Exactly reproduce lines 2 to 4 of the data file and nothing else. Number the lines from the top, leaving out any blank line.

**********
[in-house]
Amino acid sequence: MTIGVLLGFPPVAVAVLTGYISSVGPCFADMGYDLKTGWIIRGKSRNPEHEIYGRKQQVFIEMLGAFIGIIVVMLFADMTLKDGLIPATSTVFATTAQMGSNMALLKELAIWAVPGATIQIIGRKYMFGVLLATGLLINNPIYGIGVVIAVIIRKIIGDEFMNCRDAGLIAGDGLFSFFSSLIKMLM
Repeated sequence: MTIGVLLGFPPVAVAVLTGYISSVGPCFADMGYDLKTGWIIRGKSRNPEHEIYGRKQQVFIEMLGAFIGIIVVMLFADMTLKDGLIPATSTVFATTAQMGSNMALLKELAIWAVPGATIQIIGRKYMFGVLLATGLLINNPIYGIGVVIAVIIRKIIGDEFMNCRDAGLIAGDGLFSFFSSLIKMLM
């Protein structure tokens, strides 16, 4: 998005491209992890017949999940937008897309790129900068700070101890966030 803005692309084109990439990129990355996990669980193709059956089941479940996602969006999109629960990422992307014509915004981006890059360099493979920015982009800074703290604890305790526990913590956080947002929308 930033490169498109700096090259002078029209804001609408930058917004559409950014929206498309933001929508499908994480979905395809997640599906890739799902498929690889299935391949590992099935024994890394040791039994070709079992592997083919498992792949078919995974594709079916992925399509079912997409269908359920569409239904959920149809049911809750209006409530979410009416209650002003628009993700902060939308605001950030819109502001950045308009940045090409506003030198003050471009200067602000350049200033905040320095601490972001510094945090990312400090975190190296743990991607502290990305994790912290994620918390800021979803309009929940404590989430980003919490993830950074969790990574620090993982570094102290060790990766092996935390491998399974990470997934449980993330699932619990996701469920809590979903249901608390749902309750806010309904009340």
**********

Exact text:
Amino acid sequence: MTIGVLLGFPPVAVAVLTGYISSVGPCFADMGYDLKTGWIIRGKSRNPEHEIYGRKQQVFIEMLGAFIGIIVVMLFADMTLKDGLIPATSTVFATTAQMGSNMALLKELAIWAVPGATIQIIGRKYMFGVLLATGLLINNPIYGIGVVIAVIIRKIIGDEFMNCRDAGLIAGDGLFSFFSSLIKMLM
Repeated sequence: MTIGVLLGFPPVAVAVLTGYISSVGPCFADMGYDLKTGWIIRGKSRNPEHEIYGRKQQVFIEMLGAFIGIIVVMLFADMTLKDGLIPATSTVFATTAQMGSNMALLKELAIWAVPGATIQIIGRKYMFGVLLATGLLINNPIYGIGVVIAVIIRKIIGDEFMNCRDAGLIAGDGLFSFFSSLIKMLM
């Protein structure tokens, strides 16, 4: 998005491209992890017949999940937008897309790129900068700070101890966030 803005692309084109990439990129990355996990669980193709059956089941479940996602969006999109629960990422992307014509915004981006890059360099493979920015982009800074703290604890305790526990913590956080947002929308 930033490169498109700096090259002078029209804001609408930058917004559409950014929206498309933001929508499908994480979905395809997640599906890739799902498929690889299935391949590992099935024994890394040791039994070709079992592997083919498992792949078919995974594709079916992925399509079912997409269908359920569409239904959920149809049911809750209006409530979410009416209650002003628009993700902060939308605001950030819109502001950045308009940045090409506003030198003050471009200067602000350049200033905040320095601490972001510094945090990312400090975190190296743990991607502290990305994790912290994620918390800021979803309009929940404590989430980003919490993830950074969790990574620090993982570094102290060790990766092996935390491998399974990470997934449980993330699932619990996701469920809590979903249901608390749902309750806010309904009340």